Greetings on this morning after Guǐ Jie /the Ghost Festival! Contemplating the roaming spirits of this thin time led me to thinking of the Soul-Devouring Sword (噬神劍) from Ice Fantasy. The energy-eating sword spirits possessing it give the sword great power but in their hunger they may strike even when the sword’s wielder would rather show mercy. Searching for a mythological model for the Soul-Devouring Sword turned up several interesting possibilities that I could only cover briefly. It seemed a shame to just leave those blades in my unposted notes, so I’d like to expand on them now. I’ll pair each one with at least one update, where the exact sword reappears in modern media, and at least one echo, original fictional weapons that bear some resemblance to the mythical. In keeping with tone of the Ghost Festival, I’ll start with possessed and cursed blades.
Possessed or Cursed Swords
I’m listing these together because it can difficult to separate them at times. Is a cursed sword driven by a spirit, by some fragment of the one who cursed it, or is it simply bound by a magical rule? Is a possessed sword cursed? It all depends on interpretation, but the one thing these swords have in common is that their spirited side comes initially from outside of the blade.
Gān Jiàng and Mò Yé swords, Chinese
Also written as Gānjiàng (干將) and Mòyé (莫邪), these swords bear the names of the couple who forged them during the Spring and Autumn Period of China (approximately 771 to 476 BCE). King Helü (闔閭)of Wu, a region that influenced the modern wuxia genre through their renowned swords and associated legends, commissioned the blades from Gān Jiàng.1 Gān Jiàng used all his smithing and Taoist alchemical skill, yet the furnace failed to smelt the metal. His wife Mò Yé suggested human qi (energy) was needed to complete the process.2 Depending on the version, the couple either each tossed in hair clippings or Mò Yé leaped into the furnace herself. Gān Jiàng successfully forged two swords, giving the Gān Jiàng sword to the king while keeping the Mò Yé one. Angered at only receiving one sword, King Helü killed Gān Jiàng. The female sword then “turned into a beautiful dragon” and flew away. Later, the male sword, “which possessed its own intelligence,” flew to join the dragon, transforming into one itself. Both then returned to their human forms and their life together.
Updates: The story of Gān Jiàng and Mò Yé has enjoyed a long popularity in China. Considering the connection between Wu and wuxia, it’s fitting that the story was remade into the 2020 wuxia film Spirit of Two Swords (干将莫邪).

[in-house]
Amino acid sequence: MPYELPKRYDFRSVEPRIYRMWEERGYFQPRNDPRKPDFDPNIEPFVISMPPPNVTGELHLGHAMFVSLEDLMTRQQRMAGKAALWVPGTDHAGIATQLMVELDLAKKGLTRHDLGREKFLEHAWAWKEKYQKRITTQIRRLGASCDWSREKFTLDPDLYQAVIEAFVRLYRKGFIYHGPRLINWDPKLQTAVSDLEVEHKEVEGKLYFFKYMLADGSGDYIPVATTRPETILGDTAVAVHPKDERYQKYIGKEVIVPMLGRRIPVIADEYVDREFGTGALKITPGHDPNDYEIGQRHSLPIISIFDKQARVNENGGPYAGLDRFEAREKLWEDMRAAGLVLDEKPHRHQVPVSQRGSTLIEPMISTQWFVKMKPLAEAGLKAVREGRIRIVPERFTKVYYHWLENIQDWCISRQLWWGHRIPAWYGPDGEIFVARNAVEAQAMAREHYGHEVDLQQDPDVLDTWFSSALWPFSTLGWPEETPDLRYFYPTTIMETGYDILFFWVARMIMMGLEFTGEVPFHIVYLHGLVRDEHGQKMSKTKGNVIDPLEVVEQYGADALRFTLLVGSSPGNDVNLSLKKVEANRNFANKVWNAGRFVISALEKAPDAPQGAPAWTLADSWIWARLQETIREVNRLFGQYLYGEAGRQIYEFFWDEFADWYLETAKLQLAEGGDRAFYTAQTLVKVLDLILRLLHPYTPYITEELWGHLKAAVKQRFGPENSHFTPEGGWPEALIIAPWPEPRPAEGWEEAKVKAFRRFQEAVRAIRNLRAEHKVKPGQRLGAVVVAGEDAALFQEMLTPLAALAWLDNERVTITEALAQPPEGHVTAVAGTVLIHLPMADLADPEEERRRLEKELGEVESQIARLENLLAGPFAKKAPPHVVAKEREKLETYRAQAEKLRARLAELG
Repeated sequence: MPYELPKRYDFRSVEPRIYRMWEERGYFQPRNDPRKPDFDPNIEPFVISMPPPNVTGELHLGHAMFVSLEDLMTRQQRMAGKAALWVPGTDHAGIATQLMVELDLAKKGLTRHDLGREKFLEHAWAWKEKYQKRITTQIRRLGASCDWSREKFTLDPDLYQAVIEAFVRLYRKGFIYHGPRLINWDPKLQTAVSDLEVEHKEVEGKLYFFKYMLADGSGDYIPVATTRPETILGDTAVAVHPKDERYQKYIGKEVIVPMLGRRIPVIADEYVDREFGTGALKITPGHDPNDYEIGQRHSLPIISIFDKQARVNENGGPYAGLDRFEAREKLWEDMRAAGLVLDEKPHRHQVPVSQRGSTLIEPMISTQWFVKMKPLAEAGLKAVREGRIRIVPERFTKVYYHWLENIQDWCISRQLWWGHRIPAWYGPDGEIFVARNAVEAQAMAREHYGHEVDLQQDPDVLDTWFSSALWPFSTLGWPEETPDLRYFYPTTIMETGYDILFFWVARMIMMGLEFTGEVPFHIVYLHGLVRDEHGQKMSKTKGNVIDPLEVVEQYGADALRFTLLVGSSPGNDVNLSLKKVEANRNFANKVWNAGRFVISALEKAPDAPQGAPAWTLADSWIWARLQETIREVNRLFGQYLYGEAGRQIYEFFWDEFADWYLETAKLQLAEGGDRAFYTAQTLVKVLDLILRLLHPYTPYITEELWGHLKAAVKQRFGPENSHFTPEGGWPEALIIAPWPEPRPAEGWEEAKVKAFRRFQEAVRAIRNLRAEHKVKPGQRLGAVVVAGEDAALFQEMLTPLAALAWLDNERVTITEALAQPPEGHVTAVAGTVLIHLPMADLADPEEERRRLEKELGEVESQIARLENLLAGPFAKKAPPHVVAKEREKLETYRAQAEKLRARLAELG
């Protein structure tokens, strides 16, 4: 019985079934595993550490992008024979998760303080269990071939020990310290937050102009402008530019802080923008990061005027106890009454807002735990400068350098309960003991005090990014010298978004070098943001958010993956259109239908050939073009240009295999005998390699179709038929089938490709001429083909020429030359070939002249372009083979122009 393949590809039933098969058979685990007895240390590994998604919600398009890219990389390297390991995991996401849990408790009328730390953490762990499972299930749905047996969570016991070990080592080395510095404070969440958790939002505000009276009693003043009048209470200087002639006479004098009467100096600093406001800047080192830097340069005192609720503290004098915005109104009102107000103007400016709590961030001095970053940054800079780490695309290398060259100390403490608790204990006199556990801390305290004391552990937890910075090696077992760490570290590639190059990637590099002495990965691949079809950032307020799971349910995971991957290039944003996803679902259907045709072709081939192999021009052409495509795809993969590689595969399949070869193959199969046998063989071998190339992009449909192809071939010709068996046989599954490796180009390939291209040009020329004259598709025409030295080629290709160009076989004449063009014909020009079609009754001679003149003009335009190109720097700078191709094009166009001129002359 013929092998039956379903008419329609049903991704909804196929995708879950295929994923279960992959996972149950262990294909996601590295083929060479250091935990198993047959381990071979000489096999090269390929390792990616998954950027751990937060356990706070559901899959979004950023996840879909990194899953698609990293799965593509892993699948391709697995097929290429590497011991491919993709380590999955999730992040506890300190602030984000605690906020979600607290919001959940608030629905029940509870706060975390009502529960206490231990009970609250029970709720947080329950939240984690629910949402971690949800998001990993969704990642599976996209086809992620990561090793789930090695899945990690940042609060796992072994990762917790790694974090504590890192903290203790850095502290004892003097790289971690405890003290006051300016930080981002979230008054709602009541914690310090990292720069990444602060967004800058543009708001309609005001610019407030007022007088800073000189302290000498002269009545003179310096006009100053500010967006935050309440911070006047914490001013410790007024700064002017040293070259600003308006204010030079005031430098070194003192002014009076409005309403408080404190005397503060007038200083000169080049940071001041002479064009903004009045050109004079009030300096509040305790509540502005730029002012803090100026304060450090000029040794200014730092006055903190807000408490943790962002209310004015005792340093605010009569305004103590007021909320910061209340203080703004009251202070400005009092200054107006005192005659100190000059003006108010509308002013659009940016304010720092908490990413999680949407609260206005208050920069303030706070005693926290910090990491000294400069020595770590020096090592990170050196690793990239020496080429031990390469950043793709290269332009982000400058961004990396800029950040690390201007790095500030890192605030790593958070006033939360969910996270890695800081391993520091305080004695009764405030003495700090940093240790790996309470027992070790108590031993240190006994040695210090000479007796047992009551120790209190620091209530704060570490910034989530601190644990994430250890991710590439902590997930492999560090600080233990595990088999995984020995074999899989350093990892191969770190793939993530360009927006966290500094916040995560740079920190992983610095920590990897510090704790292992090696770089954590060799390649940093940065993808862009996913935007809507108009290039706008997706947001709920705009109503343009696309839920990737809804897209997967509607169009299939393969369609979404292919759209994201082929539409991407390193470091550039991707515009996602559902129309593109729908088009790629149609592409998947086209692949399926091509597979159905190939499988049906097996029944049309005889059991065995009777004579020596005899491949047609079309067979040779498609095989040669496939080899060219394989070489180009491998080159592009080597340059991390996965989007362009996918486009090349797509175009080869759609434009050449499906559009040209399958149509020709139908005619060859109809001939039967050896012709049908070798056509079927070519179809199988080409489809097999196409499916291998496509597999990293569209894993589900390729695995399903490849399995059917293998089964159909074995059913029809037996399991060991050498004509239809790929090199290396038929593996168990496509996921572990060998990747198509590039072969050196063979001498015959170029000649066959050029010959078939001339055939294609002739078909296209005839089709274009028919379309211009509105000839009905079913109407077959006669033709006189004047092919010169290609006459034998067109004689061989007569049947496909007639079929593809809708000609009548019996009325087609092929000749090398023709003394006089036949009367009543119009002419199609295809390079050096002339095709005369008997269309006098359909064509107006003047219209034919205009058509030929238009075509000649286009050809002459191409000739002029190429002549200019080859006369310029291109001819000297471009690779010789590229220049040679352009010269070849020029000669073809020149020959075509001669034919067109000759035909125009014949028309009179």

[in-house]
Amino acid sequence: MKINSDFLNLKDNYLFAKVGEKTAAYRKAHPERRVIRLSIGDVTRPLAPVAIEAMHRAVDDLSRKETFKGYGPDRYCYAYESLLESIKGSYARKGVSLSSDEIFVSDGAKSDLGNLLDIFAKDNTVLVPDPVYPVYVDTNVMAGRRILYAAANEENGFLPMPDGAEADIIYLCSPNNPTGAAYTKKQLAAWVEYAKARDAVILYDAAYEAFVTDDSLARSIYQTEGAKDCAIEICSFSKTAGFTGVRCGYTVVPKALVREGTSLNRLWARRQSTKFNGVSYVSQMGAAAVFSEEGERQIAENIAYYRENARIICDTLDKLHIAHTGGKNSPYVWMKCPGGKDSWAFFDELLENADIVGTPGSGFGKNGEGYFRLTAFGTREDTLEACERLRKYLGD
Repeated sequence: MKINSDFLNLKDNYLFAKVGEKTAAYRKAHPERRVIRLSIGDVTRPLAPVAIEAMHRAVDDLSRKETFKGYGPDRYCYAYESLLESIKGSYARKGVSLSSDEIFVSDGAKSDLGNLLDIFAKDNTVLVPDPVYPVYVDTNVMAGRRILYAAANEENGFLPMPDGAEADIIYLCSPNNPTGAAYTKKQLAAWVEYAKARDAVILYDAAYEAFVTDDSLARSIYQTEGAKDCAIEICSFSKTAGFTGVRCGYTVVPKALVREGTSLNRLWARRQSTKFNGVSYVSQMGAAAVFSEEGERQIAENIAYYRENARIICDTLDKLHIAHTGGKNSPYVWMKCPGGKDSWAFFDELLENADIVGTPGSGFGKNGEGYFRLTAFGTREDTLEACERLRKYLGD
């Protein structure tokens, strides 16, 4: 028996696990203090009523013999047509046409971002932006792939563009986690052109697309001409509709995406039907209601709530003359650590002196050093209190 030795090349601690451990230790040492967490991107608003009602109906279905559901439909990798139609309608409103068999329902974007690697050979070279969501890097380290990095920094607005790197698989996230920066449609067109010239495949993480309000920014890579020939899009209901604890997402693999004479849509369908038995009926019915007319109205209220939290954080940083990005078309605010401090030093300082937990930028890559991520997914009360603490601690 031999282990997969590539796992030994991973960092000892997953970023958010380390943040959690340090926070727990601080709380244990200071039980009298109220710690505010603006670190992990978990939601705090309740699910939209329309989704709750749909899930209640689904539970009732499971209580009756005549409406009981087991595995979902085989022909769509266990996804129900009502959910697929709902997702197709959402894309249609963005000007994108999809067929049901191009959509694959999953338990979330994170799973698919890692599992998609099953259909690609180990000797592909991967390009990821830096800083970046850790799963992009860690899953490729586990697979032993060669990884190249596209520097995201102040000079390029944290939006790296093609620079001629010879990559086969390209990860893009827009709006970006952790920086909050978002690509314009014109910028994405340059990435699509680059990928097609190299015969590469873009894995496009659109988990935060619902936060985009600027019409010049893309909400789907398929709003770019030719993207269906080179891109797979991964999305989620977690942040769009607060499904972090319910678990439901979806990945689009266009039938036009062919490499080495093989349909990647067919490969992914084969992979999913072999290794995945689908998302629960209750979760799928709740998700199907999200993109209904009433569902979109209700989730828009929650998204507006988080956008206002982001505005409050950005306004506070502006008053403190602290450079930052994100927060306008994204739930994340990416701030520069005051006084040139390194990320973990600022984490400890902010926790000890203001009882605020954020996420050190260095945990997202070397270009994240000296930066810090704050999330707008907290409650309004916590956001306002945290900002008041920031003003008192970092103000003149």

Echoes: In Laurence Yep’s children’s novel Dragon Cauldron, a boy named Thorn leaps into a forge to mend not a sword but a magical cauldron that requires “a human soul.”3 The process is overseen by a smithing couple, a bit like Gān Jiàng and Mò Yé
Muramasa blades, Japanese
These are among the most famous cursed swords. Rather than one specific blade, the reputation clings to all the swords forged by Sengo Muramasa (千子 村正) during the early 1500s.4 His work was once highly valued, but after several incidents said to involve Muramasa blades, the Tokugawa Shōgunate banned them. Rumors grew into legends supported by depictions in popular theater. Muramasa, they claimed, was a skilled but temperamental man who had transmitted his violent insanity into blades that now hungered for blood. They would drive their owners to kill, and if drawn they must taste blood even if it meant taking the wielder’s own life.
Updates: Muramasa blades show up all over the place in media. The sword Yoto in the game Ayakashi: Ghost Guild is based on the legend of Muramasa blades, and Wolverine in Marvel comics had a Muramasa blade forged from his soul and anger.5 There’s even a video game called Muramasa: The Demon Blade originally made to play via Wii.
Echoes: In InuYasha the Movie 3: Swords of an Honorable Ruler, the Higurashi shrine guards a sword said to be linked to the Shinto god Susano’o and forged by Murakumo.6 Read correctly, however, its name is So’unga, a yokai sword with a spirit that literally roots into those who wield the blade and forces them to kill.